And the patterns continue into Jeff-the-Present (as opposed to Jeff-the-Past, not Jeff-the-Absent, nor Jeff-the-Only-A-Card). All this circus stuff I've gotten myself into, you think that's solely because I wish I were a vigilante superhero? Predominantly, sure, but solely? And the clowning I've been working on, I suppose I just like the idea of self-imposed humiliation? (Well okay: You have a point there.) No, it's choreography. As is my tendency to take jobs with theatres with which I have previously worked, rather than putting my proverbial testicles on the metaphorical line and playing Rizzo in some West Village cabaret. Not loyalty, oh no: Choreography.
And step-ball-change, step-ball-change!
There's something to be said for choreography. Get not me wrong. Only what good is it without that certain indefinable passion, that razor's edge that makes everyone sit up and feel something? For the past several years I have worked hard at letting go of the need to be choreographically precise in my acting, and allowing that spirit of madness (this is the word a control freak uses to describe spontaneity) into my work. A Lie of the Mind is a pretty classic example of this effort on my part, and I don't write this solely for the purpose of pimping my show on you. (Predominantly, sure.) My performance only lives (I'm talking basic life support, here) when I let go of our decisions in rehearsal and let it all happen for the first time, yet I resist this condition, I suppose because it feels hokey, or irresponsible, to me. Well, to my left brain, anyway. And let me tell you (I'm here to say [even for me, the parentheticals are getting out of hand in this one]), if I'm at one end of the control/chaos spectrum, Friend Todd is at the other. He's brilliant at letting go. In a way, this contrast between us makes for perfect casting of these roles. Still, I feel a need to rise to his level in that ratio of consistency and life. I have a lot to learn from Mr. d'Amour.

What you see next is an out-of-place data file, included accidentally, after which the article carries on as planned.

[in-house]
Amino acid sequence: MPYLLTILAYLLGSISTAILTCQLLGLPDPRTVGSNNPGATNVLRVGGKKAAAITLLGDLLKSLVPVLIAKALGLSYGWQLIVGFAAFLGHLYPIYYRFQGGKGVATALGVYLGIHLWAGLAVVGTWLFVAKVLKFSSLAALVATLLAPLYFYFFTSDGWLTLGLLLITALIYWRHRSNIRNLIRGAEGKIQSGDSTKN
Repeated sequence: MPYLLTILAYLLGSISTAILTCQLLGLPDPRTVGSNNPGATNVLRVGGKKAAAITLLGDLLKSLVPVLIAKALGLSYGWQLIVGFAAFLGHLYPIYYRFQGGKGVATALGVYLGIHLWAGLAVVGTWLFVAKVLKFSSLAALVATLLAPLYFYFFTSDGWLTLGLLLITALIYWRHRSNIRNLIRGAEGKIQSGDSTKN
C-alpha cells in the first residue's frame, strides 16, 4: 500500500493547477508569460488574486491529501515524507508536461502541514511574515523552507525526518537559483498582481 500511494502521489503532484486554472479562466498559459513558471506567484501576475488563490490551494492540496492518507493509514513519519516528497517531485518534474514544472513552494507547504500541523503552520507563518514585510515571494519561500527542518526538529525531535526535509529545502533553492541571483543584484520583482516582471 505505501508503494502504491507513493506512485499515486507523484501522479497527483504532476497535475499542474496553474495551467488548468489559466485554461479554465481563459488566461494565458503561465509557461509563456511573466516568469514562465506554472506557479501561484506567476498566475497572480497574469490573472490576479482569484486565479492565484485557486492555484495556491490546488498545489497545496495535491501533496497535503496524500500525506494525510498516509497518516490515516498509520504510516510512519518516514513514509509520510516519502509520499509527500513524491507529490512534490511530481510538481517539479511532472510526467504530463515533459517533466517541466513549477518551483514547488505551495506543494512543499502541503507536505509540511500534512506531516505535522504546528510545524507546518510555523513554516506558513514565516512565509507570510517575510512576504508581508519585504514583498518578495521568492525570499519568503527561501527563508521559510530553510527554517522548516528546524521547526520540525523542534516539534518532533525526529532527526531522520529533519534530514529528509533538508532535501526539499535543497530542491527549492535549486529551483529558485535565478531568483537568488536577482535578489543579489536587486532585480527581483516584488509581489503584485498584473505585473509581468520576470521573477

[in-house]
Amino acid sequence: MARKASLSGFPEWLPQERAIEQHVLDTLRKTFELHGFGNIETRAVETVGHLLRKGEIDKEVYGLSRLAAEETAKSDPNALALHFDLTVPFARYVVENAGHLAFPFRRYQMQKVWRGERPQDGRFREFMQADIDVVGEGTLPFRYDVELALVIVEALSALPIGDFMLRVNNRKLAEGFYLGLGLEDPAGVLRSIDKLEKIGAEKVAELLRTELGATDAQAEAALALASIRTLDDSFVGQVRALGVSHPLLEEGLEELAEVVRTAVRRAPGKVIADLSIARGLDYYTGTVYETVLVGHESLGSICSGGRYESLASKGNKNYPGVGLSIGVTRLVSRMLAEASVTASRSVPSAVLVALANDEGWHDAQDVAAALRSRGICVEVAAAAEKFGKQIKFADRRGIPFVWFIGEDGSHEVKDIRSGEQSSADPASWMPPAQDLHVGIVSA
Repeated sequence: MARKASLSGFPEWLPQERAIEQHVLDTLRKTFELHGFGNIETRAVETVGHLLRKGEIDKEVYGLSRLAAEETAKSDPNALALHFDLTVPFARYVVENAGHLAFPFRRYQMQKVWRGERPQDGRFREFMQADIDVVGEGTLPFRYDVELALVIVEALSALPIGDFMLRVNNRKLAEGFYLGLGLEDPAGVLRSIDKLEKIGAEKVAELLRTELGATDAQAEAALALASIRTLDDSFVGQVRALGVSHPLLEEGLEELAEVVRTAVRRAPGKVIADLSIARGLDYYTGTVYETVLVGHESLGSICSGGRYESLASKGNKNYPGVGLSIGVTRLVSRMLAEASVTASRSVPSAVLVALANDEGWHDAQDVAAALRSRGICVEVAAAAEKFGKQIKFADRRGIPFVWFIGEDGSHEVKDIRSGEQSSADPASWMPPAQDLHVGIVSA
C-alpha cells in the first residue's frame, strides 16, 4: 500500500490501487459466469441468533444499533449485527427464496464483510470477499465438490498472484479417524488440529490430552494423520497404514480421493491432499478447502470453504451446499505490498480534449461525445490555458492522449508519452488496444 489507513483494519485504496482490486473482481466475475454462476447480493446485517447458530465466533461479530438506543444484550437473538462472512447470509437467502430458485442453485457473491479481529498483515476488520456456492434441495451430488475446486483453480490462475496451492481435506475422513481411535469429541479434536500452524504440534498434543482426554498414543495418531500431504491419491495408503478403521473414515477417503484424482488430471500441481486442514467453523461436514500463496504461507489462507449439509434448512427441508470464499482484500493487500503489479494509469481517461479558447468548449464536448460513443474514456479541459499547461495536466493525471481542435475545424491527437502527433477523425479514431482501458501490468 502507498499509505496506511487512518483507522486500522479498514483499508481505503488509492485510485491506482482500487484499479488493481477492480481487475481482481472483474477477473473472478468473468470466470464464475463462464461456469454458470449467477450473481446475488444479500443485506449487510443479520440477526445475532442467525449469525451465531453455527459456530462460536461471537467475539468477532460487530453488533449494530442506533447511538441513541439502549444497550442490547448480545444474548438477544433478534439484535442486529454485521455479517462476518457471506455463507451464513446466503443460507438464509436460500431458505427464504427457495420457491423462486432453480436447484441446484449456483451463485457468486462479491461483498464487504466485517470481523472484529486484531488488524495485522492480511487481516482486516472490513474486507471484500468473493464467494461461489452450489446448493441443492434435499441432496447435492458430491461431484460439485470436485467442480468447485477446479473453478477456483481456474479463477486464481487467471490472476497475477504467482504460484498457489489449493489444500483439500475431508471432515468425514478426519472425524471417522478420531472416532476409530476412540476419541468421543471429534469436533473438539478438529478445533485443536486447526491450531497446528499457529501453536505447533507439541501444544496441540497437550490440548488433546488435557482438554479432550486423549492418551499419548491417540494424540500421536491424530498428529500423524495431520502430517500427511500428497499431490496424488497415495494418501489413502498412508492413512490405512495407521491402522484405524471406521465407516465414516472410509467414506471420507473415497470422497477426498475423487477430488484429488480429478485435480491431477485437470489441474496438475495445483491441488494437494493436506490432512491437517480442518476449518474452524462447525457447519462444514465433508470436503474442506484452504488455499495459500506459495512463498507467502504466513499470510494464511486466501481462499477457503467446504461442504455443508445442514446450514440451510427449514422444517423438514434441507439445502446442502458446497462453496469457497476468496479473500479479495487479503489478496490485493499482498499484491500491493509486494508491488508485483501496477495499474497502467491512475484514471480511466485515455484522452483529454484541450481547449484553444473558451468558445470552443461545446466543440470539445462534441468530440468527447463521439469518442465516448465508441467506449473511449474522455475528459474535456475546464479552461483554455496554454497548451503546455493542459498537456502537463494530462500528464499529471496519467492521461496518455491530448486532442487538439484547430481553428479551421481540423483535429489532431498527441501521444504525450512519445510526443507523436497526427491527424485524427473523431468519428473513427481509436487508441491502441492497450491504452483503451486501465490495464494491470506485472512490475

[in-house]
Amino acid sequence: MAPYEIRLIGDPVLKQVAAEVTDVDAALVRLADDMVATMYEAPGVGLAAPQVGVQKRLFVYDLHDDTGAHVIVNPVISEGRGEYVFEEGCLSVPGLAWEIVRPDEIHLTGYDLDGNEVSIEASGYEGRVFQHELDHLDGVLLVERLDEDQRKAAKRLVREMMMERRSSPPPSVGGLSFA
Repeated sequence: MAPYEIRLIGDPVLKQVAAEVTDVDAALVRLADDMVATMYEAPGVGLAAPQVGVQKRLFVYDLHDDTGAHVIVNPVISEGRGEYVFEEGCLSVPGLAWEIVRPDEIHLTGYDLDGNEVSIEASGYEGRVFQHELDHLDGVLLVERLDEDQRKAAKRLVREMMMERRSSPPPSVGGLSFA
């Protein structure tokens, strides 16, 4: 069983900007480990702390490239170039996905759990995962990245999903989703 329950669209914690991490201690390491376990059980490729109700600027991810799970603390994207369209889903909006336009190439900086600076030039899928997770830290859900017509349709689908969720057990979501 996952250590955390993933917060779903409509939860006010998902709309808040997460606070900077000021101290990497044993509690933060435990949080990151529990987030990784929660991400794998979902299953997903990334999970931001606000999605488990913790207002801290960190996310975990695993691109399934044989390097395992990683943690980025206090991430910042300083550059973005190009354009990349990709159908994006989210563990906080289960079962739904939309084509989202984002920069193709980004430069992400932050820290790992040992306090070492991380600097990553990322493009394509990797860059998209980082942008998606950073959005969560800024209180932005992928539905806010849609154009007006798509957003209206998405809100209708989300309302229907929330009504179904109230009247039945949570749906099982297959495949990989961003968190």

Because I feel limited, due to my inhibitions, I want to kick ass in this show, so that the show will feel sufficiently ass-kicked, resulting in my career rocketing to new artistic heights.
Repeatable action is a valuable skill in theatre and film, but talent trumps all. (As to defining talent, someone once said, "Talent is like pornography. You can't define it, but you know it when you see it.") In life, I think the talent is in determining when a repeatable action is really called for. It can be easy to get stuck in a rut, and scary as hell to come bounding out of said rut headfirst. Yet necessary, I believe. We were not made for ruts. I applaud people who stick to their principles, but I shout for them that break the rules in order to learn something new.